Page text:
Although reproduction isn’t an issue, house cats act the same way toward intruders. This instinctive behavior kicks in at maturity, and generally speaking, the “resident cat” holds all the cards and owns the house. On top of that, the house is an artificial and very confined environment. Where a single feral cat might “own” two-square-miles or more of territory, house cats must share very limited space—and there’s nowhere to escape so they must fight.  

S=Stress

Stress and anxiety can make cats act with fear aggression, using hisses and growls to keep the scary thing at a safe distance. Adding a new cat into the household tops the “angst” list for our pet felines. Pretty much any change from routine can cause stress. Coco has a boatload of stressors: 1) away from home at the vet 2) sick (now recovered) 3) loss of companion (grieving) 4) intro of new cat.

S=Symptom, Signs & Solutions

Pat says, “I separated them and now they are only getting supervised time together. I’m basically trying to reintroduce them, using screen doors again.”

Excellent! The most common cause of new cat problems is rushing the introduction process. Remember that you mention Raleigh reacted similarly “for the first year.” It can take that long for some cats to accept each other. It's been less than eight weeks...that's an eyeblink in terms of kitty timelines! And there is no guarantee that these cats will ever like each other.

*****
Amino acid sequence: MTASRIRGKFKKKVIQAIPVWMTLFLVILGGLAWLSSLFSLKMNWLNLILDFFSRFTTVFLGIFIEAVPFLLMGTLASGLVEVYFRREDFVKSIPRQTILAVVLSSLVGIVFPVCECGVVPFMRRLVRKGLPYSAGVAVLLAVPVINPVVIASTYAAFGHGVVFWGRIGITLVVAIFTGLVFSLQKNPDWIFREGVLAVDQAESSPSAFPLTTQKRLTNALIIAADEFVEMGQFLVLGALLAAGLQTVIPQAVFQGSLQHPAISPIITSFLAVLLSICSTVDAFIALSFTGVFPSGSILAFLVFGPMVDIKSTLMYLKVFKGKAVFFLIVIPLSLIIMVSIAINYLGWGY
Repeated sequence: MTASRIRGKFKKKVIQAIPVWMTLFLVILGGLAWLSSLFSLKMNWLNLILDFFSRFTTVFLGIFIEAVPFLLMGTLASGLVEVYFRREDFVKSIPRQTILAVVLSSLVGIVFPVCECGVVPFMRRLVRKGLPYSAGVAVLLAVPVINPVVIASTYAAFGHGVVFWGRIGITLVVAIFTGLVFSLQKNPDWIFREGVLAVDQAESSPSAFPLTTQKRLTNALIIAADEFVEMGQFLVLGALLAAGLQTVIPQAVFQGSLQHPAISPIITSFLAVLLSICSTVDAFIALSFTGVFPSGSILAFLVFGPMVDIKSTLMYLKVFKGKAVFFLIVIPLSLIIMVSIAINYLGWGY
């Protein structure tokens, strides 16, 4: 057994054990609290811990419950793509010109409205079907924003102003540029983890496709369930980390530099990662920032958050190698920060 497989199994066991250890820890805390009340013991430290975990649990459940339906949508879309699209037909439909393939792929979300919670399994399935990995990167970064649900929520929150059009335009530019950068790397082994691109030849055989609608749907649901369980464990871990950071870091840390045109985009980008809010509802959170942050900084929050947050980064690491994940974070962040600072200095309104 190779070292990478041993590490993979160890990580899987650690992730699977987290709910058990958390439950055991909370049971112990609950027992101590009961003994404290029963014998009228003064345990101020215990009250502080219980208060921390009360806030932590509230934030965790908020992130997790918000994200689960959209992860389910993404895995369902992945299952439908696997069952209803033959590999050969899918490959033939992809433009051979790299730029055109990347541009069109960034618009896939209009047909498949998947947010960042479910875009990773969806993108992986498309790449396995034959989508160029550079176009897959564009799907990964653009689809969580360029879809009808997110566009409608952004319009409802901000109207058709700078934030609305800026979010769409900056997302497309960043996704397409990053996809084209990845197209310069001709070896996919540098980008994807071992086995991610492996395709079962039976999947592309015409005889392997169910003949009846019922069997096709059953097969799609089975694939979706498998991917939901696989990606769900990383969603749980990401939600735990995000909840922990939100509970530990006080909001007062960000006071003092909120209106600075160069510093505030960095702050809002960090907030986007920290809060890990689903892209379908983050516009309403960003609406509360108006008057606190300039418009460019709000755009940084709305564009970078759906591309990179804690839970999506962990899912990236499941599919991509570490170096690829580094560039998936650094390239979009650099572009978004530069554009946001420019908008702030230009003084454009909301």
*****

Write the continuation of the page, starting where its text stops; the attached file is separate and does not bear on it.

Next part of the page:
I would recommend you keep a solid closed door (not a gate or screen) between the pair for at least a week. Keep new-cat-Calypso confined, while Coco gets free run of the rest of the house so Coco knows not all her territory has been invaded. Eliminating the sight of each other reduces arousal level.

Meanwhile, make the door the best place in the house by feeding them on opposite sides, offering treats, playing with them, offering catnip (get them intoxicated!). Make the association of each other’s presence a positive, fun thing. Try feeding Coco on a dish, and then using the same unwashed dish to feed Calypso and vice-versa so they start to associate their smells with favorite foods. After a week, use the gate for another week, and then no separation. But supervise--separate for at least two months when you can't watch them.

I’m glad the Bach Flower Essences helped in the past, and they may prove helpful this time as well. You mention Coco has been given Vine, Holly (aggression/suspicion/jealousy), Mimulus, and Willow, and Vervain for Calypso. My caution here would be to choose only one or two to use with Coco rather than all four. Choose those that seem a best match for the situation

The Feliway diffuses you’ve begun using should also help, but it can take ten days or longer to show effect. Since you mention most skirmishes happen in the living/dining room, be a pet detective to figure out why that location prompts angst? What prime cat resources are in that area? The best sleep spot? Window lookout? Cat tree? Coco perhaps feels protective of these valuable assets—can you create MORE of them, so there’s less for the cats to argue over? Oftentimes, cats guard doorways. Providing a kitty tunnel for a “hidden” access through this space may reduce some angst.

The key is to reduce the cat's opportunity to practice aggression, and give them time to accept each other.